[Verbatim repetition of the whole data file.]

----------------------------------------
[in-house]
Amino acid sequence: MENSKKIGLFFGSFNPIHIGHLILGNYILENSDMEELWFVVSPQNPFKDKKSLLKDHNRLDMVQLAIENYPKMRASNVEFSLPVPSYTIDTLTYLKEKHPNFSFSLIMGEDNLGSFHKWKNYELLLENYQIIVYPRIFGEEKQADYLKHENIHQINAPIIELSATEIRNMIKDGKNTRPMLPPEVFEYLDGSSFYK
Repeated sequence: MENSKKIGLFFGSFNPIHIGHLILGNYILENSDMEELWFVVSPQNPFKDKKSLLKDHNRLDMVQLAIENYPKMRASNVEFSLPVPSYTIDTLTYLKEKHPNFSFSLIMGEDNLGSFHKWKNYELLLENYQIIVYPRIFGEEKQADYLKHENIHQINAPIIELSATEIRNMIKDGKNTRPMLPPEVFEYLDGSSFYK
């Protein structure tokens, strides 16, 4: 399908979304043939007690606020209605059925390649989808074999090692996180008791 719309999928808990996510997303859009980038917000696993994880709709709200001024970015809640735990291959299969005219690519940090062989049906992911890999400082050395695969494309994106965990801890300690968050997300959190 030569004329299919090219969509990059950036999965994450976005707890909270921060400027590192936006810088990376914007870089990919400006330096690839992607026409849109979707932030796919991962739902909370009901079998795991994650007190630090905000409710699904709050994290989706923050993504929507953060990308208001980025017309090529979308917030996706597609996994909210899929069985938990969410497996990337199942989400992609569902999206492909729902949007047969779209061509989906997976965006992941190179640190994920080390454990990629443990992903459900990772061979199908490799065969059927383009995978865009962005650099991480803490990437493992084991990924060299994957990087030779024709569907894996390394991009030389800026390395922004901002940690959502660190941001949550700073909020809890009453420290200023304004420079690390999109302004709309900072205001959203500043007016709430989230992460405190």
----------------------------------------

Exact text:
[in-house]
Amino acid sequence: MENSKKIGLFFGSFNPIHIGHLILGNYILENSDMEELWFVVSPQNPFKDKKSLLKDHNRLDMVQLAIENYPKMRASNVEFSLPVPSYTIDTLTYLKEKHPNFSFSLIMGEDNLGSFHKWKNYELLLENYQIIVYPRIFGEEKQADYLKHENIHQINAPIIELSATEIRNMIKDGKNTRPMLPPEVFEYLDGSSFYK
Repeated sequence: MENSKKIGLFFGSFNPIHIGHLILGNYILENSDMEELWFVVSPQNPFKDKKSLLKDHNRLDMVQLAIENYPKMRASNVEFSLPVPSYTIDTLTYLKEKHPNFSFSLIMGEDNLGSFHKWKNYELLLENYQIIVYPRIFGEEKQADYLKHENIHQINAPIIELSATEIRNMIKDGKNTRPMLPPEVFEYLDGSSFYK
């Protein structure tokens, strides 16, 4: 399908979304043939007690606020209605059925390649989808074999090692996180008791 719309999928808990996510997303859009980038917000696993994880709709709200001024970015809640735990291959299969005219690519940090062989049906992911890999400082050395695969494309994106965990801890300690968050997300959190 030569004329299919090219969509990059950036999965994450976005707890909270921060400027590192936006810088990376914007870089990919400006330096690839992607026409849109979707932030796919991962739902909370009901079998795991994650007190630090905000409710699904709050994290989706923050993504929507953060990308208001980025017309090529979308917030996706597609996994909210899929069985938990969410497996990337199942989400992609569902999206492909729902949007047969779209061509989906997976965006992941190179640190994920080390454990990629443990992903459900990772061979199908490799065969059927383009995978865009962005650099991480803490990437493992084991990924060299994957990087030779024709569907894996390394991009030389800026390395922004901002940690959502660190941001949550700073909020809890009453420290200023304004420079690390999109302004709309900072205001959203500043007016709430989230992460405190």